The Outer Worlds Review
Obsidian Entertainment looks to the stars with the release of The Outer Worlds, a science-fiction, first-person RPG. This title will give players the chance to build a family of space-faring misfits, tackle the challenges of the struggling Halcyon colony, and forge your own path in one of this year’s most anticipated releases. Does it live up to expectations?
The Outer Worlds Review
The story begins as you are awoken from cryosleep by a slightly eccentric scientist by the name of Phineas Wells. You quickly learn that a ship of colonists, Earth’s best and brightest, are under threat, as your ship failed to reach its intended destination. Arriving at a Colony on the edge of known space, you’re thrown into a political minefield as The Board, a corporation that acts as a totalitarian government, fights for power with various other corporations and rebel factions. At least that’s how it appears.
Much of its environment centers around different corporate factions, each fighting to instill their own agenda on a miserable populace through fear, manipulation, or other dastardly means. You’ll have chances to thwart these corporations, aid their cause, or sometimes a little in-between. It features the same tongue-in-cheek corporate propaganda often seen throughout Fallout, and it’s executed at a similar level. It blends thought-provoking slogans and catchy jingles with well-timed and well-delivered humor.
The Outer Worlds’ narrative follows that familiar style throughout, but it’s done so in a way that is immersive and satisfying. It doesn’t take itself too seriously; from quirky one-liners to hilarious quest-lines, there’s plenty worthy of a chuckle, but that doesn’t detract from the surprisingly serious nature of saving this one particular corner of the galaxy. Obsidian Entertainment has demonstrated this ability plenty of times before, switching from comedic elements to serious storytelling while managing to ensure each compliments the other, never having one aspect overpowering the experience. They have delivered once again.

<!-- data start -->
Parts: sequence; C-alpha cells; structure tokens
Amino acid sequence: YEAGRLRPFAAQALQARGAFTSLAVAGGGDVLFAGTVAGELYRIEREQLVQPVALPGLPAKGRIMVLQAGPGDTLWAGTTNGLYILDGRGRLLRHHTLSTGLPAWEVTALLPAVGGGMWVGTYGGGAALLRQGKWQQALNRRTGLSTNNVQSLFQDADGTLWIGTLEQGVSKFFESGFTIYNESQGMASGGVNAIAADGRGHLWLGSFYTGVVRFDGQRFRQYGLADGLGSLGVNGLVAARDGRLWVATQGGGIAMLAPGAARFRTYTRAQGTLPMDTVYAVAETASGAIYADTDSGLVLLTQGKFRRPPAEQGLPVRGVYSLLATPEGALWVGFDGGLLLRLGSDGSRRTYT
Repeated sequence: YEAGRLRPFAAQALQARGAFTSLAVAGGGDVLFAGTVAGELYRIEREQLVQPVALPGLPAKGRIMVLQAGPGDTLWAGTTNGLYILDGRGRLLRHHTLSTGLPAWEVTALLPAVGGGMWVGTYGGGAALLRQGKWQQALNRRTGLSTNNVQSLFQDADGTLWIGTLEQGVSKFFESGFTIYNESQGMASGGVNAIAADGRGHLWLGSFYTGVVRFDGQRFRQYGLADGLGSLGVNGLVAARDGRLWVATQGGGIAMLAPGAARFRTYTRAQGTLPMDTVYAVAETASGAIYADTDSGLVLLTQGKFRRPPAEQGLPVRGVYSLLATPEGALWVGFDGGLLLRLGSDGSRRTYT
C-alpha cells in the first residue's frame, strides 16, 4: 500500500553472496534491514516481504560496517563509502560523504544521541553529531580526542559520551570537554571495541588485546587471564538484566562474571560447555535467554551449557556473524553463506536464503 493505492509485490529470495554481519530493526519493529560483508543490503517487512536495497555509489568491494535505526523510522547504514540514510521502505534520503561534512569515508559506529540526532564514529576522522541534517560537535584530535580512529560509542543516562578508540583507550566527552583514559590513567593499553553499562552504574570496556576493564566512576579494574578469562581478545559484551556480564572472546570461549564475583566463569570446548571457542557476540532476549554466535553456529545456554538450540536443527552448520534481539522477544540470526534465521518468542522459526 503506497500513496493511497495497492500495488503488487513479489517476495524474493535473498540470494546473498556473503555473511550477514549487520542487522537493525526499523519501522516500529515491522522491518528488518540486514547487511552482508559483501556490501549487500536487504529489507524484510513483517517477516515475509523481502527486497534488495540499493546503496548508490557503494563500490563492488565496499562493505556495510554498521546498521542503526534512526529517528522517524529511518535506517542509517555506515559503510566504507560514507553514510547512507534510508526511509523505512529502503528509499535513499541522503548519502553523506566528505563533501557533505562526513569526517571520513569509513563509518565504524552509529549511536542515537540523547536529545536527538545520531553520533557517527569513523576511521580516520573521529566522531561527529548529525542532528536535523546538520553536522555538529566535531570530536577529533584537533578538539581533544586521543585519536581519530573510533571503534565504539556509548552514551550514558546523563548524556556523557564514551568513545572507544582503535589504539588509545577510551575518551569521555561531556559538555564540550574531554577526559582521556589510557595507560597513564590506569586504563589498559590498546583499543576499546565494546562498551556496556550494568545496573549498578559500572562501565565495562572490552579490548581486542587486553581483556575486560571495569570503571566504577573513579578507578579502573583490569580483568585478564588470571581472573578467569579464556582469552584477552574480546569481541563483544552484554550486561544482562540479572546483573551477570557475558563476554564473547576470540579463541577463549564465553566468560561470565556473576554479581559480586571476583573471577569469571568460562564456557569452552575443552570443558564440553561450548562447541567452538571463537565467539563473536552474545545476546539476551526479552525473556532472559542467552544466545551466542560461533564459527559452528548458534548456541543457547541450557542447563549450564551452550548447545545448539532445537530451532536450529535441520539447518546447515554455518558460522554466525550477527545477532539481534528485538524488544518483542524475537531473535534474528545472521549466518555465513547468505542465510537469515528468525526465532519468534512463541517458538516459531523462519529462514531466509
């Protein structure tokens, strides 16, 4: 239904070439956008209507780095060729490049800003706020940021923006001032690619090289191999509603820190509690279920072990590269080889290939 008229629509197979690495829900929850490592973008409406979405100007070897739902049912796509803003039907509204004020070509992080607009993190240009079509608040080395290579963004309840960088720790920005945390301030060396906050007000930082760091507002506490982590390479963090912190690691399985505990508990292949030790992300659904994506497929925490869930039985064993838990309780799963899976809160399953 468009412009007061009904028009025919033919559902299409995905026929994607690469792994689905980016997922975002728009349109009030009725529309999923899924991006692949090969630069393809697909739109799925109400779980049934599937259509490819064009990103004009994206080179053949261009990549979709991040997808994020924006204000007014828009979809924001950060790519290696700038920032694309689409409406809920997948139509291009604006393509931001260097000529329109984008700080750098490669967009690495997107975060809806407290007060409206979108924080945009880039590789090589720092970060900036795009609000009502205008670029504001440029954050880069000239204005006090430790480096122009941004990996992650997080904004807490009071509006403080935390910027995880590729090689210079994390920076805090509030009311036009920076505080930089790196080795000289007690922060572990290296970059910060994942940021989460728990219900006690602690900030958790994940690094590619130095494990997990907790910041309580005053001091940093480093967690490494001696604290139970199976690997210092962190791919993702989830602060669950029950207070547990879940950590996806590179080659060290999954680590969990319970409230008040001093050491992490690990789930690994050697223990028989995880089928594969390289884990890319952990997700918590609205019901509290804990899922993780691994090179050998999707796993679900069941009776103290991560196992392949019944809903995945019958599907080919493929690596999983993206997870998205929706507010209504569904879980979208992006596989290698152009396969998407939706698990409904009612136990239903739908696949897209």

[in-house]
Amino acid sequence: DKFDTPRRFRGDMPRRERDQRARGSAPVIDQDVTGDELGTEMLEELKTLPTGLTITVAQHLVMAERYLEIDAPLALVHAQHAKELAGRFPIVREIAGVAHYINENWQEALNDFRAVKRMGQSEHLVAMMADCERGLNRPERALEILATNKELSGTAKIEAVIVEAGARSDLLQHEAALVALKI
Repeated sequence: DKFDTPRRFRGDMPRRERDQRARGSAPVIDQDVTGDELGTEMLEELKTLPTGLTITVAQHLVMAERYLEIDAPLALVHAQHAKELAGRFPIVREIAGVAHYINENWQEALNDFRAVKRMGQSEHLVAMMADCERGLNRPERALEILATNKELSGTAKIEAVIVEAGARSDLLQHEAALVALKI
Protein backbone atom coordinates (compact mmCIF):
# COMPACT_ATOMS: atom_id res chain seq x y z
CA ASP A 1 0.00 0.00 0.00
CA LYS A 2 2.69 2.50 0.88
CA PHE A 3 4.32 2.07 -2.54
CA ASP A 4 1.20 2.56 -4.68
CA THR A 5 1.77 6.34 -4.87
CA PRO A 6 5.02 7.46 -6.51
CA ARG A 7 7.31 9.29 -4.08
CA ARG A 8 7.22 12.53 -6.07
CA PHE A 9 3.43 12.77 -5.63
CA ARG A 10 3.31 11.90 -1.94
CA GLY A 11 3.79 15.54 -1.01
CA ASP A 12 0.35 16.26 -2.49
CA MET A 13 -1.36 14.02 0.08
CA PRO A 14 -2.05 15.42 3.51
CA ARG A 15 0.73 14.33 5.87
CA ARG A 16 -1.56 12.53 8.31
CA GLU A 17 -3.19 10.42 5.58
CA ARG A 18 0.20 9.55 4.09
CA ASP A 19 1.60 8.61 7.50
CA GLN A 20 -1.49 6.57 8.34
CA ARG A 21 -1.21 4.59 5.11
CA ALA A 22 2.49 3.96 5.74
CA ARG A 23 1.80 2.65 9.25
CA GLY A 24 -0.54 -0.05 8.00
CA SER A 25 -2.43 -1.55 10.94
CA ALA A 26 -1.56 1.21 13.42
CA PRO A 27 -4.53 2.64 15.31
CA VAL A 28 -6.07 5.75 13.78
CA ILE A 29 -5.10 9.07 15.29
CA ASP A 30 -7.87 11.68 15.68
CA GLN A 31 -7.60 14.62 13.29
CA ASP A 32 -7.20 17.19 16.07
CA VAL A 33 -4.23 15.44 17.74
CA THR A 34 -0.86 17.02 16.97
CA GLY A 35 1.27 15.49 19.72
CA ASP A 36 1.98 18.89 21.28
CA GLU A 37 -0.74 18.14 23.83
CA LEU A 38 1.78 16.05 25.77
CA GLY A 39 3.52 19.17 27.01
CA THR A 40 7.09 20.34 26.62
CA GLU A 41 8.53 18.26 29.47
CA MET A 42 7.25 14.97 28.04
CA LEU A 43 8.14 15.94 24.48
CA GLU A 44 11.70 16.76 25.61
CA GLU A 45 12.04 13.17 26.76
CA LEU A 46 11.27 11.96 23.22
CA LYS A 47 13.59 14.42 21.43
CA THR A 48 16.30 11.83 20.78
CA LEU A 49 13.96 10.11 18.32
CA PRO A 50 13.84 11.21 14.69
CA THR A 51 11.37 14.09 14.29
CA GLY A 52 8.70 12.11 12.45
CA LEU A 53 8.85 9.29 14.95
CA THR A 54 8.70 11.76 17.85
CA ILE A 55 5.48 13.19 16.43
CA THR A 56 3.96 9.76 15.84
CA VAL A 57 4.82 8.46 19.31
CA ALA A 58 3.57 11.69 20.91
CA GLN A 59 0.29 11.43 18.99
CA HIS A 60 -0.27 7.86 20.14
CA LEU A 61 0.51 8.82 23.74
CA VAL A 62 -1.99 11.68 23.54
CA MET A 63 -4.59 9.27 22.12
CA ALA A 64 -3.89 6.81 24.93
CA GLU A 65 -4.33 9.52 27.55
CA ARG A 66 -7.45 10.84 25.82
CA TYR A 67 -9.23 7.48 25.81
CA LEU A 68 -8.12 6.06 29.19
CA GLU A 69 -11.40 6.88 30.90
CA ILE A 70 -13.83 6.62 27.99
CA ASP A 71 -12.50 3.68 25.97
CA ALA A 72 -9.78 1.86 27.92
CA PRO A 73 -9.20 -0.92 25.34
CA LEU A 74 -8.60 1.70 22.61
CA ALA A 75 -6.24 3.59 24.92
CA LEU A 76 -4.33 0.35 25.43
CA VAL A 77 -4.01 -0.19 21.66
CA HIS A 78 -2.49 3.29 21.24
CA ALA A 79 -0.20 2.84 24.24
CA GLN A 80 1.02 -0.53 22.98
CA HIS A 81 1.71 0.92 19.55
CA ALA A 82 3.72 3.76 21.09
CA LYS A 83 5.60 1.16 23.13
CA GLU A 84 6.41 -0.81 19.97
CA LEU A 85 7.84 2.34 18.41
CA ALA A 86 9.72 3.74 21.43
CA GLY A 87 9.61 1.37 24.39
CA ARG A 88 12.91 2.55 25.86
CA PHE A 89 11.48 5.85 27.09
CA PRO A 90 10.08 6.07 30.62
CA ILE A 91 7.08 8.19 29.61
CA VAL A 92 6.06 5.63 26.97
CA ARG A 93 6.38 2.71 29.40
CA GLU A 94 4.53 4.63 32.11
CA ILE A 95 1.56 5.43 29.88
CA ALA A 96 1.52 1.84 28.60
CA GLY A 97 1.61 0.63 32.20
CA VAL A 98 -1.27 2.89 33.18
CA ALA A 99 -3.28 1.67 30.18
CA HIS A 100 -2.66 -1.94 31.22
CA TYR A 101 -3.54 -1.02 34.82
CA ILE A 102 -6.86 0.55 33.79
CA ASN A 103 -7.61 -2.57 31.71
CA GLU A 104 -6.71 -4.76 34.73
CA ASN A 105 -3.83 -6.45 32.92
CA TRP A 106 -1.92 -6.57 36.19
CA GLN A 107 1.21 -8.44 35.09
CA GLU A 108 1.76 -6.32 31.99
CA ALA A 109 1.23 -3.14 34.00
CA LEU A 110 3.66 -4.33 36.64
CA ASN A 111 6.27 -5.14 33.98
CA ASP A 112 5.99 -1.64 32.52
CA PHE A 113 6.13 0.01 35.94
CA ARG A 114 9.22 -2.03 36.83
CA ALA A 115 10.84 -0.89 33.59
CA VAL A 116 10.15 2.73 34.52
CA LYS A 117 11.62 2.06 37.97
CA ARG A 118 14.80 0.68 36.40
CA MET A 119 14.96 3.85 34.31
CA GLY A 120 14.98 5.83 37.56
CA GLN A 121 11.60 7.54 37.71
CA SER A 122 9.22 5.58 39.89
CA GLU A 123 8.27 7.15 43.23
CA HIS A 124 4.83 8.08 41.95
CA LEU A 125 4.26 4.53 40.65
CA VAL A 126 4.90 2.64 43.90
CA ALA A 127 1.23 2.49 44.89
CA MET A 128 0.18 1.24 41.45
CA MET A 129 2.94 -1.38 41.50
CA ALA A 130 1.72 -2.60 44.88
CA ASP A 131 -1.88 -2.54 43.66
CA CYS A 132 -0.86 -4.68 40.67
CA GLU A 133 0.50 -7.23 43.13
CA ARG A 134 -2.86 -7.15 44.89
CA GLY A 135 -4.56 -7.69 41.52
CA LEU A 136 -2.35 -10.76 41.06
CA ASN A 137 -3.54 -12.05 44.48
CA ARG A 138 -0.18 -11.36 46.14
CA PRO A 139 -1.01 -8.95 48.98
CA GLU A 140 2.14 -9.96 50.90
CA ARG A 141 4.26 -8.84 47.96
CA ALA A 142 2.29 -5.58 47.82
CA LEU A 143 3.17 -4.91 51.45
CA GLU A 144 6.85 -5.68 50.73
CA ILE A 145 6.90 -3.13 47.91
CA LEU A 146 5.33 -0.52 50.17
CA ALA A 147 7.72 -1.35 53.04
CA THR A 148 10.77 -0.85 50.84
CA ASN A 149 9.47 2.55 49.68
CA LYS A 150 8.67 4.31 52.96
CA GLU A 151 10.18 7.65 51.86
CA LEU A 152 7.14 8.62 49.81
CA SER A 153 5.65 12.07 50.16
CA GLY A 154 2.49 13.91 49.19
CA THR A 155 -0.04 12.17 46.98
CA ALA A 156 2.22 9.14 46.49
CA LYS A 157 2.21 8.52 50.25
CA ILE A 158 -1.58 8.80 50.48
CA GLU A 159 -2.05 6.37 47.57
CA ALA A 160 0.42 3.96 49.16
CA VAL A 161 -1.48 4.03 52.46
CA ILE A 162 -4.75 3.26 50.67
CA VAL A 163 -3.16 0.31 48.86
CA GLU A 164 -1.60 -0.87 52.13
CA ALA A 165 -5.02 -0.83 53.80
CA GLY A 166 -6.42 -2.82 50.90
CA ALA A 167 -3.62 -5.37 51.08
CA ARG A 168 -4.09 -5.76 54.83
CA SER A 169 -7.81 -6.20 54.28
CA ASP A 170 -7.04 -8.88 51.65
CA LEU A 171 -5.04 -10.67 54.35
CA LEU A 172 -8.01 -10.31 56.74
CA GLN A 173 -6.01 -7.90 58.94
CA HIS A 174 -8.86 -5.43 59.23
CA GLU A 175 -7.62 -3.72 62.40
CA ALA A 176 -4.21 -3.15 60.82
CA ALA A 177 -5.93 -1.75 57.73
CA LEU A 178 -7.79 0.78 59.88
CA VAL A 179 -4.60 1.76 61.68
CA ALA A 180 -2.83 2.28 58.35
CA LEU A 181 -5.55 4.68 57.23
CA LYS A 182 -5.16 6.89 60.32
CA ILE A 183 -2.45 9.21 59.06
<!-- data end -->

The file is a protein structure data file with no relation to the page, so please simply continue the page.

Character progression and advancement is always at the forefront of The Outer Worlds. Exploration is constantly rewarding, offering new weapons, mods to customize your armor, special ingredients that can be combined in a medical inhaler to provide a boost to stats and health. All of the core elements of a great RPG are in place, and are executed brilliantly. This is further enhanced by an inspiring stats and abilities system.
Seven primary skills house 18 different secondary skills, featuring everything from hacking to leadership and each offering bonuses in different aspects of gameplay. Whether you want to be a sweet-talking gunslinger or an intimidating brawler, practically every path is viable as nearly every situation in the game has multiple solutions available…if you’re patient enough to seek them out.
The Outer Worlds is a journey of choice and consequence, a journey that will push your moral compass to its limits. This is not an adventure of simple ethicalities. While some choices offer a black and white solution, for the majority of this experience, you will question, you will ponder, and ultimately, you’re going to make a choice that comes back to kick you in the ass. And that’s fine; in fact, that’s fantastic.
The morally grey area of many of the games decisions initially left me frustrated, annoyed I couldn’t carve the path I desired. Instead I was navigating a labyrinth of twists and turns, drip fed information when the developers saw fit. It wasn’t until I really started sinking my teeth in the core of the game that I came to appreciate the accuracy of this seemingly random adventure. Life is not black and white, you will often make poor decisions, make mistakes, and it’s that journey that forges who we become and in it’s own special way. That’s exactly what The Outer Worlds is trying to achieve. It’s your story, your journey, but it won’t always work out the way you hoped it would. You’ll smile, frown, celebrate and regret, sometimes all in the space of 15 minutes. Take it from me – I accidentally blew up a town.